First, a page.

Ed. note: This is a guest post by Juliana Britto Schwartz. By day, Juliana is a student at University of California, Santa Cruz. By night, she is a Latina feminist blogger at Julianabritto.com, where she writes about reproductive health justice, immigration, and feminist movements in Latin America.

By now you’ve probably heard a bit about the immigration reform bill that the Senate has proposed. You’ve probably heard about the increased spending on border security it contains (regardless of the fact that our border is the most secure it’s ever been), as well as the proposed increase in employment-based visas, particularly for skilled workers. You may also know that the bill allows DREAMers (immigrants who were brought to the U.S. before the age of ...

Ed. note: This is a guest post by Juliana Britto Schwartz. By day, Juliana is a student at University of California, Santa Cruz. By night, she is a Latina feminist blogger at Julianabritto.com, where she writes about reproductive ...

New report shows immigrants are about twice as likely to be uninsured

Ed. note: This is a guest post from Verónica Bayetti Flores. Verónica is the Assistant Director of the Civil Liberties and Public Policy program (CLPP) at Hampshire College. She has worked to increase access to contraception and abortion, fought for paid sick leave, demanded access to safe public space for queer youth of color, and helped to lead social justice efforts in Wisconsin, New York City, and Texas.

 

Last week, the Guttmacher Institute published a history and overview of policies that impact immigrants’ access to health care, and in particular reproductive and sexual health care. It’s definitely a piece for the policy nerds, but it makes some critical points about the ways anti-immigrant sentiment has shaped access ...

Ed. note: This is a guest post from Verónica Bayetti Flores. Verónica is the Assistant Director of the Civil Liberties and Public Policy program (CLPP) at Hampshire College. She has worked to increase access to contraception and ...

What happens when women are “illegal”?

Ed. note: This is a guest post by Juliana Britto Schwartz. By day, Juliana is a student at University of California, Santa Cruz. By night, she is a Latina feminist blogger at Julianabritto.com, where she writes about reproductive health justice, immigration, and feminist movements in Latin America.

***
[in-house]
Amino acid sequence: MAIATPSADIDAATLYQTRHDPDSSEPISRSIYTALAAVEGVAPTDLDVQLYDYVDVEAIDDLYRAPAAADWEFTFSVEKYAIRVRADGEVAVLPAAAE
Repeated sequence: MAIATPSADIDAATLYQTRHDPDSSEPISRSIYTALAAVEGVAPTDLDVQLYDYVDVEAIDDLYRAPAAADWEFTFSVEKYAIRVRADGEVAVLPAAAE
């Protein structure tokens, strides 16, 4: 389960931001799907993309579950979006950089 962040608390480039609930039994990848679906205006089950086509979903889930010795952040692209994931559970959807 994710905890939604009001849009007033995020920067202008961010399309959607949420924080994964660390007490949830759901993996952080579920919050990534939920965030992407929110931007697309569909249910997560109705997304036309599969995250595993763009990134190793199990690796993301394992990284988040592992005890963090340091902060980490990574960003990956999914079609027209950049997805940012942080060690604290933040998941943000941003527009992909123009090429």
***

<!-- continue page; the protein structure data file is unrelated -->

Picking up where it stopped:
Earlier this week, the Associated Press made the decision to drop the term “illegal immigrant” from its style guide. This is a huge step forward for immigrant rights, but the fact that such a small act is such a huge victory says a lot about how much further our country has to go to achieve even basic human rights for undocumented people. The AP may have dropped the I-Word, but plenty of major ...

Ed. note: This is a guest post by Juliana Britto Schwartz. By day, Juliana is a student at University of California, Santa Cruz. By night, she is a Latina feminist blogger at Julianabritto.com, where she writes about reproductive ...

The Associated Press drops “illegal” from immigrant

In a stunning victory for immigration advocates, the Associated Press Stylebook, the bible of grammar and style for journalists in the U.S., will no longer describe people who live in a country illegally as “illegal immigrants.” The reasoning is one that activists have been making for years, with campaigns such as “Drop the I-Word”: People are not illegal. Actions are.

Kathleen Carroll, senior vice president and executive editor of the stylebook, described the organization’s reasons in a blog post yesterday:

The Stylebook no longer sanctions the term “illegal immigrant” or the use of “illegal” to describe a person. Instead, it tells users that “illegal” should describe only an action, such as living in or immigrating ...

In a stunning victory for immigration advocates, the Associated Press Stylebook, the bible of grammar and style for journalists in the U.S., will no longer describe people who live in a country illegally as ...